Return to the clickable list of items
58) An ongoing public debate about cold fusion.
Ludwik Kowalski, <kowalskiL@mail.montclair.edu>
Montclair State University, Upper Montclair, NJ, 07055 (5/9/03)
A teacher from the Phys-L discussion list sent me pieces from an ongoing cold fusion debate at < http://prorev.com/ > . I am posting these pieces as an illustration. The list owner is Sam Smith, the author of Piece 3. He is a journalist and a politician. The pieces illustrate interest in cold fusion.
It's amazing to me that none of the people proposing that government spend money on CF have spent any of their own on it, nor found any venture capital -- there are billions of dollars running around out there looking for a good investment opportunity. If CF had 1/1000th of the potential that its backers claim you'd think they'd be fighting to get their money into the pot first. . . oddly, they only want other people to invest in it.
To the physics community, cold fusion appeared unlikely, but if true, exciting, so a rush of labs tried to replicate the P&F result. While most labs had no luck, a few had occasional and marginal success, though their results can not be verified by other labs. This is pretty much what you expect if cold fusion doesn't work. While cold fusion requires only a modestly equipped lab, judging the results of an experiment is difficult. Rare neutrino emissions, a measure of success, are difficult. Small 'excess' heat is the other prime measure of success, but as this is the difference between large energy inputs and outputs it is easy to make a mistake. A well known similar case where measurement is difficult is calculating the power carried by alternating current electricity. Problems with this have mislead good engineers, and over the years has been the basis of a bunch of perpetual motion machines. If cold fusion really worked, I would expect a reliable setup very similar to the P&F one to have been found in the initial rush of experiments. If something pretty simple sort of works and a bunch a people give it a try, some of them will hit the way of making it work. A reliable method of achieving cold fusion would be new physics, and tremendously interesting even if the energy generated was miniscule.
I was a physics major at U of I, Urbana-Champaign when cold fusion was first reported, and I followed it closely for a while. Over time it became clear the P&F had done shoddy work, that it was easy to get mislead, and that the other reported successes were marginal and unrepeatable. I think the continuing interest is due to the great interest in energy generation, the relative ease of setting up a cold fusion experiment, and the capacity of people to believe what they really want to be true. [Most of what I know about science I learned in high school, but I have followed the confluence of science and politics, a problem that dates back at least as far as Galileo and is as recent as the numerous duplicative Star Wars reports done for the Reagan administration by defense contractors and universities (and their scientists) in support of the former's political agenda and the latter's budgets. As whistleblower Alric Saucier put it, Star wars was "largely a paper program producing research and development studies. The reports are a shameless waste. Multiple contractors are assigned to do the same work and then to do it again and again. As a rule, the studies are not read. They get stored at different locations outside the Pentagon until room is needed for new ones. . ." That was not just bad science, it was fraud. I was similarly attracted to the cold fusion issue because of political, rather than scientific, factors. After the initial Pons-Fleischmann experiments had proven faulty, a number of anomalies developed. Some of the media seemed to go out of its way to beat a presumed dead horse and a couple of anti-cold fusion books even appeared. The Department of Energy made it publicly clear it wanted nothing to do with the matter.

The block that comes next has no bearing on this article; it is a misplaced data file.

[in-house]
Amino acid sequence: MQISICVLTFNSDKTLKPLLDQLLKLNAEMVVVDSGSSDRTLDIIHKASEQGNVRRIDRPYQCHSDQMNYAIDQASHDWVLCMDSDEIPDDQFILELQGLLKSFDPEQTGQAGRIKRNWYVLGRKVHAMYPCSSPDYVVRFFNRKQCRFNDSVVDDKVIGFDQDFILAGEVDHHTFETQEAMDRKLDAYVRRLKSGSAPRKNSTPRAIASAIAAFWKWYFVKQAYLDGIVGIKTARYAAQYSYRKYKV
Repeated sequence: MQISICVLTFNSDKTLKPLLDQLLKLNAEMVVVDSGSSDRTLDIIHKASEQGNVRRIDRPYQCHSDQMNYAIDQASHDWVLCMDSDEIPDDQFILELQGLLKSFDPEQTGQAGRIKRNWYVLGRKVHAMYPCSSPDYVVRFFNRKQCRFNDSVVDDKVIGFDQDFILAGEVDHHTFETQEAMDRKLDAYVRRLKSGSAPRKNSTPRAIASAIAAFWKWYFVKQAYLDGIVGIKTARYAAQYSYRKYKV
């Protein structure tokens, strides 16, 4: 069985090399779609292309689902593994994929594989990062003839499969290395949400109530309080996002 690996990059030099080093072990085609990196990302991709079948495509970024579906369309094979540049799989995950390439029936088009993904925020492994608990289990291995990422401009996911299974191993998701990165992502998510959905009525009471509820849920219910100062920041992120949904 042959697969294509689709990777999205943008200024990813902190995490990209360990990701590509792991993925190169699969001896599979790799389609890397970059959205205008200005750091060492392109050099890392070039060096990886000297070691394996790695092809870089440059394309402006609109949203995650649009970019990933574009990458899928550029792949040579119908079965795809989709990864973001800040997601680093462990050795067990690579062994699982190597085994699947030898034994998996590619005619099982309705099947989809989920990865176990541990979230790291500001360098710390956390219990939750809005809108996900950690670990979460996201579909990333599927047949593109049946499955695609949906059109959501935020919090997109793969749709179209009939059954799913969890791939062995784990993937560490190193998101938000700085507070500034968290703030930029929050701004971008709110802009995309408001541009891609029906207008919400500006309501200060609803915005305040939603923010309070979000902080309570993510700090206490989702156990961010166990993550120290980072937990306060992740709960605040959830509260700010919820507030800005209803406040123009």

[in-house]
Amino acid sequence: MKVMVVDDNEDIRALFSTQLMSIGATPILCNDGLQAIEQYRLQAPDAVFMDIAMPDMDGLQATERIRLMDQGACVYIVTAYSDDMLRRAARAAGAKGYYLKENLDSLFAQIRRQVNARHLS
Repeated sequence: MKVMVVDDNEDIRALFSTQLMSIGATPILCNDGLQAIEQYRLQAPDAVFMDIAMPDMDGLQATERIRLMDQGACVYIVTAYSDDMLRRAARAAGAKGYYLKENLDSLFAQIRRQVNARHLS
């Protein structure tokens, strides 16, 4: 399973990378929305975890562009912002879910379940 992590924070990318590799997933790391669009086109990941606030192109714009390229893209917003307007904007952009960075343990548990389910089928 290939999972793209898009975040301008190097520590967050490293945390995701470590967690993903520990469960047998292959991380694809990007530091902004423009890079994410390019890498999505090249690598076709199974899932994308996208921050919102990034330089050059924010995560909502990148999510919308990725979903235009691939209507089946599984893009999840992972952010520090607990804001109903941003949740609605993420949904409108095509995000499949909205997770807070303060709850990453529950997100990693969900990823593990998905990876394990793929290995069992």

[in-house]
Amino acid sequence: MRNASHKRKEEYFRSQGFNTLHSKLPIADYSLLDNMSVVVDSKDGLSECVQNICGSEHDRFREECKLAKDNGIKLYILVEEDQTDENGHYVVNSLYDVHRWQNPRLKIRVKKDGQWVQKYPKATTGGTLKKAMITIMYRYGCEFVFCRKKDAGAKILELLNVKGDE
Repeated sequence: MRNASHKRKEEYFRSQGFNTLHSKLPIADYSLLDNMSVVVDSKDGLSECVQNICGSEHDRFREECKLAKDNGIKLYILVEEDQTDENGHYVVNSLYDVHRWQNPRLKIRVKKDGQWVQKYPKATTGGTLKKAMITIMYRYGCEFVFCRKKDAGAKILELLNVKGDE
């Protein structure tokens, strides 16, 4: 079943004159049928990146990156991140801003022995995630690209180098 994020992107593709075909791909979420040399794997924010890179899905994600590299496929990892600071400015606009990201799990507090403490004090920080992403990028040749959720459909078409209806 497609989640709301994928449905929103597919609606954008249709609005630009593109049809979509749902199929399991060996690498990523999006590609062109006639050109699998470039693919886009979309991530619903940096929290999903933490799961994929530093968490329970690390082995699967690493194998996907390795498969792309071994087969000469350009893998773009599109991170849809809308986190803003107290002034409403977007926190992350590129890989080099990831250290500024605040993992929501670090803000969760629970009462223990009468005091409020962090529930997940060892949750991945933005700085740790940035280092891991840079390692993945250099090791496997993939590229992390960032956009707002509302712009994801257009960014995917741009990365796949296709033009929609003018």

The Patent Office refused to consider it.
Meanwhile, in other countries research continued, sometimes - as in Japan - with public monies, and some hardy American scientists kept plugging away, all gathering at international conferences notable for media absence. Even Toyota put money into the research, although the Japanese have since slashed their funding. Also in foreign lands was little suggestion that those interested in the subject belonged at Waco rather than in the lab. As one investigator put it, "In the U.S. there is a degree of envy among cold fusion researchers for their Japanese colleagues. In Japan, the debate over cold fusion is polite and scientific. Researchers are not rashly judged or branded incompetent for suggesting cold fusion could be real. Their American counterparts would like to conduct research in a similar atmosphere, without accusations and emotionalism."
The potential import of cold fusion, should it prove valid, along with the economic interests involved - including those involved in conventional energy or getting government money for other alternatives raised the suspicion that some of the opposition might not be scientific at all. The hostility seemed to go beyond skepticism and veered towards political or public relations campaigning. So the Review - in its role as a way station for the new, the imaginative, and the abused - has remained hospitable to the cold fusionists without offering the slightest guarantee that they are right. They simply deserve to have been treated a lot better than they have been. But don't trust me. You can check it out for yourself by attending the Tenth International Conference On Cold Fusion at the Sonesta Hotel in Cambridge, MA in August. Some professor at MIT is the chair. He can probably explain it better than I can.
Return to the clickable list of items